The last military draft in the United States occurred during the Vietnam War. However, men must still register for the draft even when the country is not at war. Twenty-six years is the cutoff age.
Who Has to Register
Men between the ages of 18 and 25, inclusive, must register for the draft. However, the U.S. does have provisions that allow for those up to the age of 54 years of age to be drafted if they have certain needed skills or experience. As of 2017, women are not required to register for the draft. One does not have to be a citizen in order to register. In fact, the law states that undocumented residents, refugees and those seeking asylum have 30 days from the day that they enter the country to register with Selective Service System.
How to Register
Registering is easy; it can be done at any post office within the U.S. Residents can also register online or fill out the card that is sent out to males when they turn 18. The person registering does not need a Social Security card in order to fill out the forms, and Selective Service does not collect information as to whether or not the person who registers is a citizen or not.
How the Draft Works
The U.S military uses a lottery system to select workers, and those between the ages of 18 and 25 inclusive are drafted first. If a draft was authorized by the U.S. Congress and the president, a lottery based on birthdays would occur, and those who turn 20 during that year would be the first inducted. If more men were required, the lottery would start with those aged 21 and continue in order with those aged 22, 23, 24, 25, 19, and 18 years old.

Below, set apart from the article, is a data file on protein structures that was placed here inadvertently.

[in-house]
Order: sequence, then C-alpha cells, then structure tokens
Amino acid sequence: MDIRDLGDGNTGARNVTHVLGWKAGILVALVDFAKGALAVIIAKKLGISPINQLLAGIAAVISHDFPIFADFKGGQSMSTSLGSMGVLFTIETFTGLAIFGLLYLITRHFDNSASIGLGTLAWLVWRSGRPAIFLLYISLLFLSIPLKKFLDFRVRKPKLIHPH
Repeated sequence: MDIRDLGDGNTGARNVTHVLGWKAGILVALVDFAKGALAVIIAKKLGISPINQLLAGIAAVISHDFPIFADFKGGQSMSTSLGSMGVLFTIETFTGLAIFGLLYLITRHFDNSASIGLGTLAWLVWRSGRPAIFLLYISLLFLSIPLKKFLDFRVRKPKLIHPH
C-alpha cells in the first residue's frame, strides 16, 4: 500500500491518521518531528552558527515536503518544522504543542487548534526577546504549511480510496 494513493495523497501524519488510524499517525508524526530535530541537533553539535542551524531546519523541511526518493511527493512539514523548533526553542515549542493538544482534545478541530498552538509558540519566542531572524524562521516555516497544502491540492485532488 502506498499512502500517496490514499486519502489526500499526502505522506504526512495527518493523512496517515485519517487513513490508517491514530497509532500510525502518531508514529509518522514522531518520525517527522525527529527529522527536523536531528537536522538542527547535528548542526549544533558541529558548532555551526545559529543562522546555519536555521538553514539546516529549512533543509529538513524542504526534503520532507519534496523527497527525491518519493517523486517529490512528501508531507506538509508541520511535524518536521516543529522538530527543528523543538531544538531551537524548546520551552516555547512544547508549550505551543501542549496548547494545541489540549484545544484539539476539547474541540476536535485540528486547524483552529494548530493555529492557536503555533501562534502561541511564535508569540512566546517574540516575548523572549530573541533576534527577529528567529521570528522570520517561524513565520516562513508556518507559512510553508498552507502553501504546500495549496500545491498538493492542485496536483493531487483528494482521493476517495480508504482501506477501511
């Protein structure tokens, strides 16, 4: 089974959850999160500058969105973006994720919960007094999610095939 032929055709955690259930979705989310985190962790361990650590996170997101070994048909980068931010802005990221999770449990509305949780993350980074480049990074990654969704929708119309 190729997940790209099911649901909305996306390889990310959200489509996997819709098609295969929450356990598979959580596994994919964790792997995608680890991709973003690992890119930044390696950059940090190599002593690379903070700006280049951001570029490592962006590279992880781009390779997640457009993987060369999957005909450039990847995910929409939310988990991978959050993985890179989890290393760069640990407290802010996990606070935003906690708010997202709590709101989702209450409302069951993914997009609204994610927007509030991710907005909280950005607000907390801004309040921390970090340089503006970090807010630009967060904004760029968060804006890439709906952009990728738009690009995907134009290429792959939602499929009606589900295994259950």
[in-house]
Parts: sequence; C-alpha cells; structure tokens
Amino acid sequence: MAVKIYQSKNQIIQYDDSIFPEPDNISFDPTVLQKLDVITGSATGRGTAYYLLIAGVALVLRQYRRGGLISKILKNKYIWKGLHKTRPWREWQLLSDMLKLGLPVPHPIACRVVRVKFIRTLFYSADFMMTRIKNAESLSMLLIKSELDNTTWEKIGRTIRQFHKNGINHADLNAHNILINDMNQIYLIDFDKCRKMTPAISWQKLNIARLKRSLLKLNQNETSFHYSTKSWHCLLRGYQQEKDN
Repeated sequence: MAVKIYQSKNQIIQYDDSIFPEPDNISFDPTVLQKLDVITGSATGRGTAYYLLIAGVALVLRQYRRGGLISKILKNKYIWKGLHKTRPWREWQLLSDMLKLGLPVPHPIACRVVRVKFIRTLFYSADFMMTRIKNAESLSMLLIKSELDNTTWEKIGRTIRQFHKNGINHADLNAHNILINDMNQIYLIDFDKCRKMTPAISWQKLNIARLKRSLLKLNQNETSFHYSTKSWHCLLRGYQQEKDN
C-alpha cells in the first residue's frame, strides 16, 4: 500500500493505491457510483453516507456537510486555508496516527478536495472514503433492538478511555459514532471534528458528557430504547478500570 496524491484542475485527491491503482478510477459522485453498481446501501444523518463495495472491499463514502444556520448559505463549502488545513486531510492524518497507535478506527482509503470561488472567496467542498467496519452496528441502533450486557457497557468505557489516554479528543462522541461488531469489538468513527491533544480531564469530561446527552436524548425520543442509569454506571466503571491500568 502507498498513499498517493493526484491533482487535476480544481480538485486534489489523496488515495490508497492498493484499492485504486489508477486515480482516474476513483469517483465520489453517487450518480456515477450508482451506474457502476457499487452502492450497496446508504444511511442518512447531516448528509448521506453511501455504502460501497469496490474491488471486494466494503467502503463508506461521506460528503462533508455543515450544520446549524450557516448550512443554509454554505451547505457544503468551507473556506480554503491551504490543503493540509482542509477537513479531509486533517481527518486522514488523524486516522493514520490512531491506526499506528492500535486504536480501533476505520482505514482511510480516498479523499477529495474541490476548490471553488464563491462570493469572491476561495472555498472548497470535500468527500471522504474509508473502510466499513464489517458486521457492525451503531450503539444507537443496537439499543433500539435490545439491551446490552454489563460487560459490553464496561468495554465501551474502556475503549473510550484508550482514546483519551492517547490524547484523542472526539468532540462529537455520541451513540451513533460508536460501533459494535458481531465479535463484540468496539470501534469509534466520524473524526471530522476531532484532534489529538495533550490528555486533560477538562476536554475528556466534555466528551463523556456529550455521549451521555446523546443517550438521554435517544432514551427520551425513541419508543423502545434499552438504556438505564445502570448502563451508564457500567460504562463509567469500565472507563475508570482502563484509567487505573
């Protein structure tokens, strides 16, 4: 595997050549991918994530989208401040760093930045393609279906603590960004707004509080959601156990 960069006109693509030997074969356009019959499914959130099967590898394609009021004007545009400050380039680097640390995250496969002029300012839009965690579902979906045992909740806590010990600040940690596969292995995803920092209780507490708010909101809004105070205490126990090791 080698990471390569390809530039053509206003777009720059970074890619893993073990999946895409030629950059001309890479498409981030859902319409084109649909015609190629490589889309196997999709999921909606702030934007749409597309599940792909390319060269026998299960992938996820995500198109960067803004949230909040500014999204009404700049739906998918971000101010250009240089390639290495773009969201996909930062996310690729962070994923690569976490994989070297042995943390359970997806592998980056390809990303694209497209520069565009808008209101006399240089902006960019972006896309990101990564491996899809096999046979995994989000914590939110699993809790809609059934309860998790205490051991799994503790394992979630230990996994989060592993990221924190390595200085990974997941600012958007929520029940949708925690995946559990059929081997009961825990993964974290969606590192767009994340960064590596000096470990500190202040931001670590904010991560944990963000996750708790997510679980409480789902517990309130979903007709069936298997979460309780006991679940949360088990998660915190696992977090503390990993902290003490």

What Happens After Registration
In most cases, nothing happens after registration. After registration, a man has upheld his duty and can cross registering off his to-do list and carry on with his normal daily life. The only time the registrant would be called upon is if something were to happen that required a draft. In that event, men will be called and checked out for both mental and physical health. Some will be called upon to serve immediately, while others will be deferred. Some men may be called on at a later date, and others will be deemed exempt from serving.
Consequences of Not Registering with Selective Service
Failing to register with the Selective Service can have far-reaching consequences that impact areas of a man's life. The failure to register results in being unable to obtain federal financial aid for school or being unable to obtain a federal job, U.S. citizenship or federal job training. A person may also face fines and jail time. Fines can be up to $250,000, and spending up to five years in jail is possible.
If a male older than age 26 and can prove that his failure to register was not willful, he may be able to overcome some of the consequences. For example, if he can explain why he didn't register and offer compelling evidence to support his reason for not registering, he may be able to convince the officials handling the case that his failure was not due to knowingly ignoring the law.